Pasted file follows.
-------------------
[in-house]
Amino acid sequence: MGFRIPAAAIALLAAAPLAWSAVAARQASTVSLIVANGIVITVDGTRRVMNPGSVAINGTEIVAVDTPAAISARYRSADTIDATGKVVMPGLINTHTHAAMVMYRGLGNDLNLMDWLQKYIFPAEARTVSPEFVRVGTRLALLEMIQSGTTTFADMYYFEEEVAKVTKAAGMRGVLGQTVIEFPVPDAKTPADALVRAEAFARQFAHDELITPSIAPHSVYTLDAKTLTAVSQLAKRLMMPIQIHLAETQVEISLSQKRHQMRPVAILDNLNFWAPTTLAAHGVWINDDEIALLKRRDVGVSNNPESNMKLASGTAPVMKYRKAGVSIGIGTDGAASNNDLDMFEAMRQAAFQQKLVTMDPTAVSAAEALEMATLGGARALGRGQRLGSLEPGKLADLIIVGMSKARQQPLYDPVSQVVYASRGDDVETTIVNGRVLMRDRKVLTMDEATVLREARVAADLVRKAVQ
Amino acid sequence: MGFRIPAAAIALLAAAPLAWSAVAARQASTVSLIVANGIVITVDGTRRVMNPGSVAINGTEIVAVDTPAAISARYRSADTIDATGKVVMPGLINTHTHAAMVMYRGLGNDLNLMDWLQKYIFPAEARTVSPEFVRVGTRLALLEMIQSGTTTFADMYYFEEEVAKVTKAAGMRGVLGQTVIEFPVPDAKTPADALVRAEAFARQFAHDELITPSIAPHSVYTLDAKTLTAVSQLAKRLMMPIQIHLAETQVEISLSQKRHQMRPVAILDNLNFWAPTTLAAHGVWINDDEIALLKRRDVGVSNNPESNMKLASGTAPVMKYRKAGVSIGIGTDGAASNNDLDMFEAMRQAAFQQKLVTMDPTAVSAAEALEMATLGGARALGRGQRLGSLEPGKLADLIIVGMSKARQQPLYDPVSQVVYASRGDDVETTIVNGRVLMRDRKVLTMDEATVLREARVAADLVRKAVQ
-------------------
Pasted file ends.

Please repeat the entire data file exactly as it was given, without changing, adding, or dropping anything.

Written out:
[in-house]
Amino acid sequence: MGFRIPAAAIALLAAAPLAWSAVAARQASTVSLIVANGIVITVDGTRRVMNPGSVAINGTEIVAVDTPAAISARYRSADTIDATGKVVMPGLINTHTHAAMVMYRGLGNDLNLMDWLQKYIFPAEARTVSPEFVRVGTRLALLEMIQSGTTTFADMYYFEEEVAKVTKAAGMRGVLGQTVIEFPVPDAKTPADALVRAEAFARQFAHDELITPSIAPHSVYTLDAKTLTAVSQLAKRLMMPIQIHLAETQVEISLSQKRHQMRPVAILDNLNFWAPTTLAAHGVWINDDEIALLKRRDVGVSNNPESNMKLASGTAPVMKYRKAGVSIGIGTDGAASNNDLDMFEAMRQAAFQQKLVTMDPTAVSAAEALEMATLGGARALGRGQRLGSLEPGKLADLIIVGMSKARQQPLYDPVSQVVYASRGDDVETTIVNGRVLMRDRKVLTMDEATVLREARVAADLVRKAVQ
Amino acid sequence: MGFRIPAAAIALLAAAPLAWSAVAARQASTVSLIVANGIVITVDGTRRVMNPGSVAINGTEIVAVDTPAAISARYRSADTIDATGKVVMPGLINTHTHAAMVMYRGLGNDLNLMDWLQKYIFPAEARTVSPEFVRVGTRLALLEMIQSGTTTFADMYYFEEEVAKVTKAAGMRGVLGQTVIEFPVPDAKTPADALVRAEAFARQFAHDELITPSIAPHSVYTLDAKTLTAVSQLAKRLMMPIQIHLAETQVEISLSQKRHQMRPVAILDNLNFWAPTTLAAHGVWINDDEIALLKRRDVGVSNNPESNMKLASGTAPVMKYRKAGVSIGIGTDGAASNNDLDMFEAMRQAAFQQKLVTMDPTAVSAAEALEMATLGGARALGRGQRLGSLEPGKLADLIIVGMSKARQQPLYDPVSQVVYASRGDDVETTIVNGRVLMRDRKVLTMDEATVLREARVAADLVRKAVQ